I know I haven’t been great at keeping things up-to-date around here, but the thing is, I’ve been busy living my life and really, really enjoying it for the first time in a long, long time. I’m happy when I wake up in the morning. I haven’t had an anxiety attack in months. I smile a lot, I dance a lot, I have the kind of energy that only comes from knowing you’re where you’re supposed to be and doing the things you’re supposed to be doing and meeting the people you’re supposed to be meeting.
I’ve stopped living my life for what happens next, always focused on the future or a plan, and started focusing more on what’s happening right now. I’ve been focusing on being present for the past few months and I’ve found that I really fucking like where I am in this moment, and when I’m somewhere different a few moments from now, I’m probably going to really fucking like that, too. And sometimes I like where I am so much that I want to stay, perhaps a little too long, soaking it up and just being there for just a little bit longer.
Today was one of those times.
Over the past several weeks, Doni and I have started a Sunday Funday tradition that we intend to carry through the summer and beyond. Obviously this isn’t a thing that we invented, but it’s a thing that we’re making our own, and so far we’re really loving it. The goal is to gather friends, whether it’s one or two or five, and go do something. Anything. Get out of the house, be social, have an adventure. We’ve spent two Sunday Fundays on the beach at Sauvie Island, soaking up the sun and drinking cheap beer and listening to music and just talking. One of those Sundays we also stopped to pick strawberries on our way back to the city. One Sunday Funday was spent on a sort of impromptu bar crawl, because the weather was crappy so there wasn’t anything to do outside. And today, our Sunday Funday was a hike to Angel’s Rest.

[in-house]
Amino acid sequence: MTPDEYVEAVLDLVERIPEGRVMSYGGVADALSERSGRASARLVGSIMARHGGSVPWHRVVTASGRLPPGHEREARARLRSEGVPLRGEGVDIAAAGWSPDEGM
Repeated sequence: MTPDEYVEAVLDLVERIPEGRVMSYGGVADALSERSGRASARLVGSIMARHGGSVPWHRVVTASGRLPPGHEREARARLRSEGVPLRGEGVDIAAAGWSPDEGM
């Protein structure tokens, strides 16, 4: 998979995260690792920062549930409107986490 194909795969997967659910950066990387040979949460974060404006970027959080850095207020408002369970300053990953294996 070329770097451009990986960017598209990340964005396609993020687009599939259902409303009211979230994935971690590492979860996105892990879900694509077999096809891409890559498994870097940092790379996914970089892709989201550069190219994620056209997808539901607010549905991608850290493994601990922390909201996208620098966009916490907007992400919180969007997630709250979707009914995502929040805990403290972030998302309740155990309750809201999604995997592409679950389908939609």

I’ve done this hike before, back in March. It’s about 2.5 miles with roughly 1,500 feet in elevation gained over a steady upward climb to the top, where you climb on top of rocks to get an absolutely breathtaking view of the Columbia River Gorge. It’s not terribly hard, but it’s work, and it’s totally worth it.
When we got to the top, we unpacked our Sunday Funday blanket, juice box wine, bag of jerky and string cheese, and settled in to stay for a while. We sat and stared. We climbed to different rocks for a slightly different view. And finally I found one rock that jutted out a little further than the rest, and it was the perfect size for me to perch on and sit and stare at the impossible beauty around me, and to do what I like to call “having church.”
We watched as the sun went in and out of the cloud cover, appreciating the way the light changed on the mountains and the river. As the sun started to sink lower and we approached the “magic hour” (you know the one, where everything is cast in golden light and looks like it’s made of fairy tales?), I couldn’t stop shouting about how incredible this was, how I never wanted to leave and what a great decision this Sunday Funday was. Maybe the wine helped to facilitate this, but I was definitely also nature-drunk.
At 7:47, I asked if we could wait until 7:50 to pack it up and start the 45 minute hike back down to the car. When 7:50 came, I asked for five more minutes. Then five more. I was the kid negotiating with the parents about when to leave the playground. I couldn’t tear myself away, because I was just so happy sitting on that rock with my legs hanging out over the Gorge, watching the light change and listening to the birds chirping and appreciating how quiet it was getting as everyone else started leaving the lookout. When we finally packed up and started to head back toward the trail, I kept climbing on the rocks. Every time my friends turned around, I was off on another rock, still looking at the different views that each point offered. I couldn’t get enough; I wanted to stay.
But then the hike down started, and that was incredible, too. I loved the way the light came through the trees, and the smell of the wet dirt, and the sound of the creek running through the woods. I loved the wildflowers along the trail and started to appreciate this next part of the adventure almost as much as I appreciated sitting at the top.
But when I was sitting at the top, I wasn’t thinking about what came next. I wasn’t thinking about the hike back down, or my Monday, or the rest of the summer or whatever else I have going on. I was thinking about that exact moment. I was there. I’ve spent a lot of time, especially in the last year, wishing I was somewhere else, so it feels really, really incredibly wonderful to love where I am, and to love it not just in general, but in very specific moments, and to want to stay in those moments for as long as possible. And it doesn’t hurt knowing that there are more incredible moments coming next, too.